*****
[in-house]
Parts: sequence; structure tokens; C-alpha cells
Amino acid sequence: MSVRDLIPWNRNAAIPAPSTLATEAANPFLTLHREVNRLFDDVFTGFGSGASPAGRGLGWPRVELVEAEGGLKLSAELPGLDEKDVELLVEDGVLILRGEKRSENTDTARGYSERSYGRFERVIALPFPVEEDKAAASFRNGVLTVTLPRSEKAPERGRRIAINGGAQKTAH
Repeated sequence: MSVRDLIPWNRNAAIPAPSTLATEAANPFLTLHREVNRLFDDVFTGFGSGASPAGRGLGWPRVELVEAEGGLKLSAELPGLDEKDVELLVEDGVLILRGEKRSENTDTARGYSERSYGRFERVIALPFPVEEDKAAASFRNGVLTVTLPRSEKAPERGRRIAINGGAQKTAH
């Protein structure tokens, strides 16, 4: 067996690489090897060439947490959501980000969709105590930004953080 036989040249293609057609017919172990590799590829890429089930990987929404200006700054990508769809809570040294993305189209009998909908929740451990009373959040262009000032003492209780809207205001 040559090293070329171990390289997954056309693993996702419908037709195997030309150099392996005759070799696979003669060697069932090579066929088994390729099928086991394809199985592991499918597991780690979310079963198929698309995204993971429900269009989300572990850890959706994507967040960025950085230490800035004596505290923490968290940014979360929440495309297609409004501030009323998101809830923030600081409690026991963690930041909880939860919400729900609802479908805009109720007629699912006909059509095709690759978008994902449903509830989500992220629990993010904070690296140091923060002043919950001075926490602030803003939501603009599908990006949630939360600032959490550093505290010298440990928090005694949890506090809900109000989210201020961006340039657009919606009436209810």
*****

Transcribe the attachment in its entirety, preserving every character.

[in-house]
Parts: sequence; structure tokens; C-alpha cells
Amino acid sequence: MSVRDLIPWNRNAAIPAPSTLATEAANPFLTLHREVNRLFDDVFTGFGSGASPAGRGLGWPRVELVEAEGGLKLSAELPGLDEKDVELLVEDGVLILRGEKRSENTDTARGYSERSYGRFERVIALPFPVEEDKAAASFRNGVLTVTLPRSEKAPERGRRIAINGGAQKTAH
Repeated sequence: MSVRDLIPWNRNAAIPAPSTLATEAANPFLTLHREVNRLFDDVFTGFGSGASPAGRGLGWPRVELVEAEGGLKLSAELPGLDEKDVELLVEDGVLILRGEKRSENTDTARGYSERSYGRFERVIALPFPVEEDKAAASFRNGVLTVTLPRSEKAPERGRRIAINGGAQKTAH
């Protein structure tokens, strides 16, 4: 067996690489090897060439947490959501980000969709105590930004953080 036989040249293609057609017919172990590799590829890429089930990987929404200006700054990508769809809570040294993305189209009998909908929740451990009373959040262009000032003492209780809207205001 040559090293070329171990390289997954056309693993996702419908037709195997030309150099392996005759070799696979003669060697069932090579066929088994390729099928086991394809199985592991499918597991780690979310079963198929698309995204993971429900269009989300572990850890959706994507967040960025950085230490800035004596505290923490968290940014979360929440495309297609409004501030009323998101809830923030600081409690026991963690930041909880939860919400729900609802479908805009109720007629699912006909059509095709690759978008994902449903509830989500992220629990993010904070690296140091923060002043919950001075926490602030803003939501603009599908990006949630939360600032959490550093505290010298440990928090005694949890506090809900109000989210201020961006340039657009919606009436209810």